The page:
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Neuroreport. 2008 Jun 11;19(9):969-73. doi: 10.1097/WNR.0b013e328302ee31.

Effects of neonatal repeated MK-801 treatment on delayed nonmatching-to-position responses in rats.

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Graduate School of Literature and Human Sciences, Osaka City University, Sugimoto, Sumiyoshi-ku, Osaka, Japan.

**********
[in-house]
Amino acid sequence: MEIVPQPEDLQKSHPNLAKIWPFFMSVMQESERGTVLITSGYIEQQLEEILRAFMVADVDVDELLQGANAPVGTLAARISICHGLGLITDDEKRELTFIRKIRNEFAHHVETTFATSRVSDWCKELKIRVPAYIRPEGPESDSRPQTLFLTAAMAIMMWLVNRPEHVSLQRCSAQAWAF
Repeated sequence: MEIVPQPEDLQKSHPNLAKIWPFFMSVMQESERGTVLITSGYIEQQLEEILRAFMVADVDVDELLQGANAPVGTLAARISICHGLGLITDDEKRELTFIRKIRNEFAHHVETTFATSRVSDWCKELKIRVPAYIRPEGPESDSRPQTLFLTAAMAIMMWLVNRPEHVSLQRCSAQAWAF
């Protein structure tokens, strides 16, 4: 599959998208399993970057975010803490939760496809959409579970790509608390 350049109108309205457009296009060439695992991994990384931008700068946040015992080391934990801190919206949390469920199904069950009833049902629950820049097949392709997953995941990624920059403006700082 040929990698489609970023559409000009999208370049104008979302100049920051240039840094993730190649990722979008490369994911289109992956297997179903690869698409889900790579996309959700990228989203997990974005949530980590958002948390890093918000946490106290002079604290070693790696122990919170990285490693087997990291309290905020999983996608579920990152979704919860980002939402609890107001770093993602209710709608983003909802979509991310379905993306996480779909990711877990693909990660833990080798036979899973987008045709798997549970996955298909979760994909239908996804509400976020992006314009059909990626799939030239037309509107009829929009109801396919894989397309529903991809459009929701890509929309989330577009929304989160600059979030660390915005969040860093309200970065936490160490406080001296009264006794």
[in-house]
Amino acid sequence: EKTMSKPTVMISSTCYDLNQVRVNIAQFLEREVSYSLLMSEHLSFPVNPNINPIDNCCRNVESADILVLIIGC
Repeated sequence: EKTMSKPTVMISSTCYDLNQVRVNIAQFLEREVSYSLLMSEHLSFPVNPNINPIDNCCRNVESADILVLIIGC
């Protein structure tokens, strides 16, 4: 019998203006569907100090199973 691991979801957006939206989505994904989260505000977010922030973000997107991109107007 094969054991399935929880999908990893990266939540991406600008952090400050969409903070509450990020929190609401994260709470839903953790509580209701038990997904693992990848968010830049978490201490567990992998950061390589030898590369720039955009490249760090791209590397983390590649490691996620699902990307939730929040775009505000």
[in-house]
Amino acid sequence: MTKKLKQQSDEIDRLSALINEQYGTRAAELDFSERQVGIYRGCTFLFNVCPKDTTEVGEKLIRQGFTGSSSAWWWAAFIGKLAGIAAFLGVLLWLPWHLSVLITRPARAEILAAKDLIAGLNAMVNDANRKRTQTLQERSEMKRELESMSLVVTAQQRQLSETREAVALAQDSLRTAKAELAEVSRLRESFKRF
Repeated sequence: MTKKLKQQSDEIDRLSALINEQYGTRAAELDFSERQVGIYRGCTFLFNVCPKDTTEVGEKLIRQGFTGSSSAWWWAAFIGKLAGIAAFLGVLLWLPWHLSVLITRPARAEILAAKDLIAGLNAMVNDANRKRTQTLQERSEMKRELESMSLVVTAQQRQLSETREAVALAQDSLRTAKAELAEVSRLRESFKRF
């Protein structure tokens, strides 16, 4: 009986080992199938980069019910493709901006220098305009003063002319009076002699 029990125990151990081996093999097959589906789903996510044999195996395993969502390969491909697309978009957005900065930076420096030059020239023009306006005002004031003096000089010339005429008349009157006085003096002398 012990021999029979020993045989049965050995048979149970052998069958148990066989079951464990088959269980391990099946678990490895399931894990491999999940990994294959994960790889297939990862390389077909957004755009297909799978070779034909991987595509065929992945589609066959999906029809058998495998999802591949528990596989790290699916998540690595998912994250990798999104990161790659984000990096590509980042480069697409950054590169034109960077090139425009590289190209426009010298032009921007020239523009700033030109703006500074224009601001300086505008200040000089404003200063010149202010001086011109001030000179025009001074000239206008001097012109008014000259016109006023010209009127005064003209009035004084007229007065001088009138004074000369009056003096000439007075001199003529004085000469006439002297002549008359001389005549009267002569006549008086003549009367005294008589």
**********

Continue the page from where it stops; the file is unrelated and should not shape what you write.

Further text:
This study was carried out to investigate the long-term effects of chronic neonatal antagonism of N-methyl-D-aspartate (NMDA) receptors, a subtype of glutamate receptors, on working memory. Rats were tested on the delayed nonmatching-to-position task in adulthood after repeated treatment of a noncompetitive NMDA antagonist MK-801 in postnatal days 7-20. As a result, this treatment led to deficits in learning and/or performance of delayed nonmatching-to-position responses, suggesting that chronic neonatal NMDA antagonism persistently impairs working memory. Furthermore, it decreased body and brain weight, and induced stereotyped head-rotation behavior. As working memory deficits are shown in several mental disorders such as schizophrenia and developmental disorders, rats with chronic neonatal NMDA antagonism might be useful for a better understanding of these disorders.

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